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Know Your Lore: Who are the Mogu?

Know Your Lore Who are the Mogu
The World of Warcraft is an expansive universe. You're playing the game, you're fighting the bosses, you know the how -- but do you know the why? Each week, Matthew Rossi and Anne Stickney make sure you Know Your Lore by covering the history of the story behind World of Warcraft.

Warning - this entire post is going to be full of spoilers for Mists of Pandaria.

They are the usurped rulers of Pandaria. Even the name of the land has been stolen from them, as their slaves rose up and dragged down the most perfect empire ever seen under heaven. The mandate was tramped upon by illiterate savages, unskilled even in the arts of war, who used numbers and trickery to throw down the kingdom of those destined to rule all they surveyed. And using stolen grandeur, the slaves built a mock kingdom on the ruins of the true empire, and installed their own like children playing at adult matters.

But even after ten thousand years, the kings remember what they lost. Once, the Thunder King ruled. He saw the mantid, and drew from them inspiration. He saw the mogu, and brought to them unity through fear, and strength through unity. The Thunder King Lei Shen stretched out his hand and inspired his people to build a wonder, and the Serpent's Spine rose up.

Such is the will of the Mogu. This land belonged to the Thunder King and his people once. And it will again. You will kneel to the true kings as they reclaim the mandate of destiny stolen from them by unworthy hands, or you will die. And when you die, your death will only be the beginning of your sorrow, for flesh is their plaything, and souls their tools.

So who are the mogu?

Know Your Lore Who are the Mogu
The mogu story sounds familiar if you've heard of the kaldorei, or night elves. A race of huge, brutish entities, the mogu stumbled upon the magical waters of the Vale of Eternal Blossoms and were changed forever. They grew in size, strength and also became far, far more intelligent, capable of feats of magic unlike anything seen before. So altered, they began their rise to dominance over the area today known as Pandaria, at that time still a part of the great continent of Kalimdor well before the Sundering of the original Well of Eternity.

Now, we're left with various questions. Are the waters of the Vale of Eternal Blossoms related to those of the Well of Eternity? What were the mogu before they became advanced by the waters? Do any of the precursor people who were so changed by the waters still exist? How long did the mogu rule before the pandaren uprising, and how close to the Sundering was that uprising, exactly? Why do the mogu seem to have an alliance of sorts with the ancient Zandalari trolls? We do know that the Zandalari alliance with the mogu was strong enough that the trolls assisted the mogu during the pandaren revolt, and in so doing were driven out of the lands the pandaren claimed when they built their own empire. Still, Zandalari trolls remained allies to the mogu even to the present day.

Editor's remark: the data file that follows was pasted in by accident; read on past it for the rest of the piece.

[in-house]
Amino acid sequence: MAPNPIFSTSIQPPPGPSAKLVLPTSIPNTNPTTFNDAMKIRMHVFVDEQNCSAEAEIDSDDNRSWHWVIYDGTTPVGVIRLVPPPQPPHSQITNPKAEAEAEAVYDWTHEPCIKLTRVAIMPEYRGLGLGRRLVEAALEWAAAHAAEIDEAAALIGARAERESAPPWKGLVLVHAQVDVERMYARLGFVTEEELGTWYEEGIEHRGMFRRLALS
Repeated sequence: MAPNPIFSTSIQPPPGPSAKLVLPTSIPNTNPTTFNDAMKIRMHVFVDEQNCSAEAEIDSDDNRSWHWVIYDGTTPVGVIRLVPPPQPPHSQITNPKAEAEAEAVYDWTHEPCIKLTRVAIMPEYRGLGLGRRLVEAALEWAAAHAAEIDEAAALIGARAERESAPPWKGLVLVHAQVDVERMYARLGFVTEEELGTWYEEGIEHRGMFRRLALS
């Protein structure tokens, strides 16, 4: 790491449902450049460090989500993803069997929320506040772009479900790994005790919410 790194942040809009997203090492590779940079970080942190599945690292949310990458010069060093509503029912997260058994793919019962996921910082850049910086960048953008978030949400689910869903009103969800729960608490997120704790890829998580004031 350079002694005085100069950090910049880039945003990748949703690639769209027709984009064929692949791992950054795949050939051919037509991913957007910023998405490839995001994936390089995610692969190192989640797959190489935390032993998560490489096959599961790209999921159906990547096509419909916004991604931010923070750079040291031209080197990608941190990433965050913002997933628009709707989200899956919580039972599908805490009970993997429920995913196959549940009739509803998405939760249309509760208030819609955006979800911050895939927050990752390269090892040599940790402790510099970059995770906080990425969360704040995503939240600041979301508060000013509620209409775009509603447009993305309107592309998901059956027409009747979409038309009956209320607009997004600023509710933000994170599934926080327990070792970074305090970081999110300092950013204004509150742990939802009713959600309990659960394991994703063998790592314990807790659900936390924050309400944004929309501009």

You will know them by their works

We know that mogu warlords, such as the first mogu Emperor Lei Shen, ruled for untold thousands of years. Their works dot the continent, vast and enduring such as the titanic statues of mogu with crossed weapons that dominate the Vale of Eternal Blossoms. Lei Shen's rise to power was littered with the corpses of his enemies, and apparently began with his discovery of some sort of artifact, perhaps of Titanic origins. (This would dovetail nicely with the idea that the waters of the Vale of Eternal Blessings 'evolved' the mogu into their current state.) Whatever this device or artifact was, it may have been involved in the Titans' destruction of Y'Shaarj, the god of the mantid. It is whispered that Lei Shen had the Mogu'shan Vaults constructed to hide this great secret, the power that made him ruler of all mogu.

Lei Shen is known to have taken the inspiration for the first empire of the mogu from observation of the nearby mantid people. Being as intelligent as he was powerful, Lei Shen used his people's distrust and suspicion of the Mantid and their dread master to good effect, marshaling their fears to inspire the creation of a vast wall that sealed the mantid away from mogu lands. It was this construction project, one of the greatest ever undertaken by mortals, that was the foundation upon which the empire Lei Shen left to his descendents was modeled upon. When he died, Lei Shen's helmet was taken to the Guo-Lai Halls while his body laid to rest in the Tomb of Conquerors atop Kun-Lai Summit, because of the unique mogu approach to life and death, flesh and spirit.